Many insurance companies check your motor vehicle record only once every three years or when you're applying for a new policy. Sometimes, accidents, tickets, and drunk-driving convictions can escape your insurer's attention or don't end up on your motor vehicle record. However, if your insurer does find out about a driving under the influence (DUI) conviction, you're likely to feel the pinch of higher rates and possibly policy cancellation or nonrenewal.
There are two ways insurance companies generally deal with customers convicted of DUI. First, your insurer will likely raise your insurance premiums and label you a high-risk driver if it finds out you've been convicted of DUI. In this case, you'll likely have to file proof of insurance for three — sometimes five — years with your state's department of motor vehicles. Your insurance company will have to provide the DMV with an SR-22 form, which removes your license suspension by providing the state with proof of insurance. An SR-22 also means your insurance company is required to notify the DMV if it cancels your insurance for any reason.
Most state laws require DUI convicts to get an SR-22 from their insurers, so you can't hide. In addition, your company may cancel your insurance mid-term or terminate the policy at the end of the term because of your DUI conviction, especially if you are currently in a preferred class. Your company will send you a notice stating why you've been canceled, and then you'll have to find another insurer while having a cancellation on your claims history.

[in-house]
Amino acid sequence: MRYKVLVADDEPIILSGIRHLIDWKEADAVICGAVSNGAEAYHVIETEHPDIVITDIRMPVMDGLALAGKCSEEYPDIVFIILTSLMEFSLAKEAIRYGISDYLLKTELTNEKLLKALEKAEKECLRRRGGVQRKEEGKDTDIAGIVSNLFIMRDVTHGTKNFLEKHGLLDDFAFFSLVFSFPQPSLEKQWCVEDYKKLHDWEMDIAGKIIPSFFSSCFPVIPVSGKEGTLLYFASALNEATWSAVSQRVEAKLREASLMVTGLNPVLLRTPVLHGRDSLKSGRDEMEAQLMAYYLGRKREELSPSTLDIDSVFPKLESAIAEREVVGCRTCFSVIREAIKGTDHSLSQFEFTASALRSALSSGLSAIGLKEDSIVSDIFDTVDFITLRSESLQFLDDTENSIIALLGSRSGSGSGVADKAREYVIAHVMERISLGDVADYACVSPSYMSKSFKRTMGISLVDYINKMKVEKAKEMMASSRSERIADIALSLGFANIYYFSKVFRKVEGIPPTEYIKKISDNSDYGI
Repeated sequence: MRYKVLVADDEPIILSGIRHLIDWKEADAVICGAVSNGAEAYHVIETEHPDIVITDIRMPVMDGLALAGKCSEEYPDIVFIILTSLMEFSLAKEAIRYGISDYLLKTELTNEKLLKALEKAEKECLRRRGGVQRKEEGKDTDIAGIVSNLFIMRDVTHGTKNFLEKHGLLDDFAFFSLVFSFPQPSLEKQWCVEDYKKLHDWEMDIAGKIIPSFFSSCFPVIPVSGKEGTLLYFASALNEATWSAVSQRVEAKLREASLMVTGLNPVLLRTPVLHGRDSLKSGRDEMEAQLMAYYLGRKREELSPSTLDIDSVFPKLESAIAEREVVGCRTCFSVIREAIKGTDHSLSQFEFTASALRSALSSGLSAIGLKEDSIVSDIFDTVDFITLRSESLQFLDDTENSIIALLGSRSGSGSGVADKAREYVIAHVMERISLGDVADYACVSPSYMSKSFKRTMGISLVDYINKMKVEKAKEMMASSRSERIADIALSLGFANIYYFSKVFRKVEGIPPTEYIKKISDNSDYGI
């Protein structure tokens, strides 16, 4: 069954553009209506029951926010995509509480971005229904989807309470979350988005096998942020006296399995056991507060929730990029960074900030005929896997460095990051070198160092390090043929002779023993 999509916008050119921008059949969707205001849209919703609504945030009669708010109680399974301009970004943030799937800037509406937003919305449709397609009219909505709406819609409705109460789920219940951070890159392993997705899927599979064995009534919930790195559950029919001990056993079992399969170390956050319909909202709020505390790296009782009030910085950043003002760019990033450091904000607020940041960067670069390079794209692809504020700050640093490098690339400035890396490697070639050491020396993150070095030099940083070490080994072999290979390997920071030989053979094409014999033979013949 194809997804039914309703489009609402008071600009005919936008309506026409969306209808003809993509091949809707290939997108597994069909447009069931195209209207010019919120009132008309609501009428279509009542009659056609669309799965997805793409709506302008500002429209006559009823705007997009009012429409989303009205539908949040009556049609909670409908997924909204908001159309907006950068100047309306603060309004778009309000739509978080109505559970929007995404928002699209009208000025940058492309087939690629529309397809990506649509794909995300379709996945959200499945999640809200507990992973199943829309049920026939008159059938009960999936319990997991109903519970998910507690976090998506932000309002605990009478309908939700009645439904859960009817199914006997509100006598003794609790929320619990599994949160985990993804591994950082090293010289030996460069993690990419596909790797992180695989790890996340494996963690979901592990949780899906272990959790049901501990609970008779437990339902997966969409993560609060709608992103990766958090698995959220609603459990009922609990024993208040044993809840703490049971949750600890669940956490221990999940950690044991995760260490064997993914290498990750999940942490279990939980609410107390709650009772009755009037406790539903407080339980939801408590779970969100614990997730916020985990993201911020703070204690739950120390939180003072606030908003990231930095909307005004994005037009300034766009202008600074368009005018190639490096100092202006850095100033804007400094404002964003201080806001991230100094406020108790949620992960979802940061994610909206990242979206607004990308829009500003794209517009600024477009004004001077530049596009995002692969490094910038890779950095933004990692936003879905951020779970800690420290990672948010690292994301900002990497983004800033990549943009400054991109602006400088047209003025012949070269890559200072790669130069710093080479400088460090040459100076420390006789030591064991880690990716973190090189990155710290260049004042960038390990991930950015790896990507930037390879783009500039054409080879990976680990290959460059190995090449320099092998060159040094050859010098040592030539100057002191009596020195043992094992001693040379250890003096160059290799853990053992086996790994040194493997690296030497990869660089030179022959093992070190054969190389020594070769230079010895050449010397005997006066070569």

Some insurance companies don't offer SR-22 policies, so you may also be nonrenewed or canceled because your company can no longer provide what you need.
Certain states don't allow insurance companies to drop you in the middle of the policy term even for a DUI, so make sure you know the laws in your state.
It's possible that your insurance company will never find out about your conviction if you don't have to get an SR-22. A June 2002 study by the Insurance Research Council revealed that as many as one-quarter of driving convictions never end up on motor vehicle records, due to lack of shared information between courts and motor vehicle departments or because a conviction has been erased through alternative means, such as driving school. If you get your charge reduced in a plea bargain, or have a limited license suspension, such as 30 days, it's also very unlikely your insurer will find out about your conviction.
If your insurance company misses the conviction at the time it happens, it has three years, according to most state laws, to cancel your policy or raise your rates because of the DUI.
You may be surprised to know that when your insurer does find out about a DUI conviction it doesn't automatically impose higher premiums. The insurer will look at your history with the company and your claims record, and your fate is in its hands.
For example, State Farm's action depends on which subsidiary you're with. If you have a preferred policy with State Farm Mutual Insurance Co. and receive a DUI, State Farm may move you into State Farm Fire & Casualty, which is the standard-policy company. If you're moved from preferred to a standard status, you'll be paying higher rates already. State Farm will also review your motor vehicle and insurance claims history to determine if it needs to raise your rates further.
Last updated July 3, 2002
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